Remote patient-monitoring technology still faces reimbursement roadblock
Reimbursement remains an obstacle to widespread adoption of remote patient-monitoring technology in long-term care, but changes in government incentives, nursing staffing levels and the size of the senior population ultimately will result in greater use, according to Bruce Carlson, publisher at Kalorama Information. The company publishes several reports related to technology trends in healthcare, including in the long-term care (LTC) sector.
Hospitals and clinics still account for most of the $10.6 billion market for remote patient-monitoring devices in the United States, Carlson said. Home-based remote monitoring and telemedicine, which relate to long-term care, total $4.1 billion of this amount, he added.
“Nursing homes do tend to be slower to adopt technologies due to cost concerns and decreasing reimbursement rates, payment rates and the reliance on patient assets or long-term insurance to match what Medicaid does not pay,” Carlson told Long-Term Living. “It makes capital investment difficult.” Hospitals have their own struggles with technology adoption, he added, but generally have better “foundation assets and income streams.”
Currently, some skilled nursing and assisted living communities may be using remote patient-monitoring technology to measure blood pressure, weight and other vital signs, Carlson said. Further adoption may occur with increased electronic health record (EHR) system purchases spurred by government incentives as well as nursing shortages that cause facilities to look for ways to increase efficiencies with limited staffing, he predicted. Changes to the technology itself, including more wireless and handheld options, may attract additional interest.
“Remote patient monitoring is, overall, a fast-growing market,” Carlson added. The telemedicine patient-monitoring market grew from $4.2 billion in 2007 to more than $10 billion in 2012, according to Kalorama’s Advanced Patient Monitoring Systems report, released earlier this year. “It’s definitely the future, but there are challenges, and reimbursement policy needs to be clear for the technologies to spread widely.”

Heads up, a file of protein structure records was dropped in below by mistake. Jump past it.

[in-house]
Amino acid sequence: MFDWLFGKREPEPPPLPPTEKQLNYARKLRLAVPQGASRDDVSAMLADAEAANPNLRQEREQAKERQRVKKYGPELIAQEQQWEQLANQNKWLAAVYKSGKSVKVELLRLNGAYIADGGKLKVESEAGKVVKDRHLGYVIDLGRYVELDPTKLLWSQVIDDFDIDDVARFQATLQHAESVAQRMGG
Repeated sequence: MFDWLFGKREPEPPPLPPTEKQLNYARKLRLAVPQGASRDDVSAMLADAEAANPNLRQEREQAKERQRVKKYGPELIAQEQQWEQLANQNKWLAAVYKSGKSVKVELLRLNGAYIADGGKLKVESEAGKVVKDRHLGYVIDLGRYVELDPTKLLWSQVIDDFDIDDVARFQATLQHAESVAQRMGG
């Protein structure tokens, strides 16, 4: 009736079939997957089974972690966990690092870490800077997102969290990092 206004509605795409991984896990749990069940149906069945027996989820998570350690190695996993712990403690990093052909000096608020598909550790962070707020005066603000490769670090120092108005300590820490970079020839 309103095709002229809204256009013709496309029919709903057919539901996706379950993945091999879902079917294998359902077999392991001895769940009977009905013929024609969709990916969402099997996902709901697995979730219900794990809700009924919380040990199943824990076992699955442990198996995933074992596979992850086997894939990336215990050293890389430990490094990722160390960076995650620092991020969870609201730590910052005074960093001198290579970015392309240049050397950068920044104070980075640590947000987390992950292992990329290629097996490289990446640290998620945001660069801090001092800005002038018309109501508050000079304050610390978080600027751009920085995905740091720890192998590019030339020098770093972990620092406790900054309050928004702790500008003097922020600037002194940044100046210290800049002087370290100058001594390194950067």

Kalorama Information defines telemedicine as patient monitors that are used outside of acute healthcare settings and can transmit vital signs or other information to healthcare professionals for interpretation or action. Some devices offer two-way communication in audio or video, EHR data transfer and advanced diagnostic capabilities.
Technology vendors, especially the smaller ones, studied by Kalorama have reported customer difficulties in obtaining reimbursement for telemedicine technology, Carlson said. “Yet each year, as [return-on-investment] examples are made available, we think this will get better,” he added. Additional concerns for long-term care and others include compatibility between devices and applications, privacy and security.
The aging population of the United States is expected to lead to wider technology adoption in senior living, too, Carlson said, as LTC communities look for efficiencies in serving increasing numbers of residents. “In 2010, there were 15,690 nursing homes registered in the United States, housing more than 1.7 million residents,” he said. “Overall, the country operates at a near 82 percent occupancy rate, with some states operating at a rate of nearly 100 percent. New York is now the largest state for residents, with a climbing figure of nearly 110,000 residents. California follows with its steady 100,000 residents.”
Lois A. Bowers was senior editor of I Advance Senior Care / Long-Term Living from 2013-2015.
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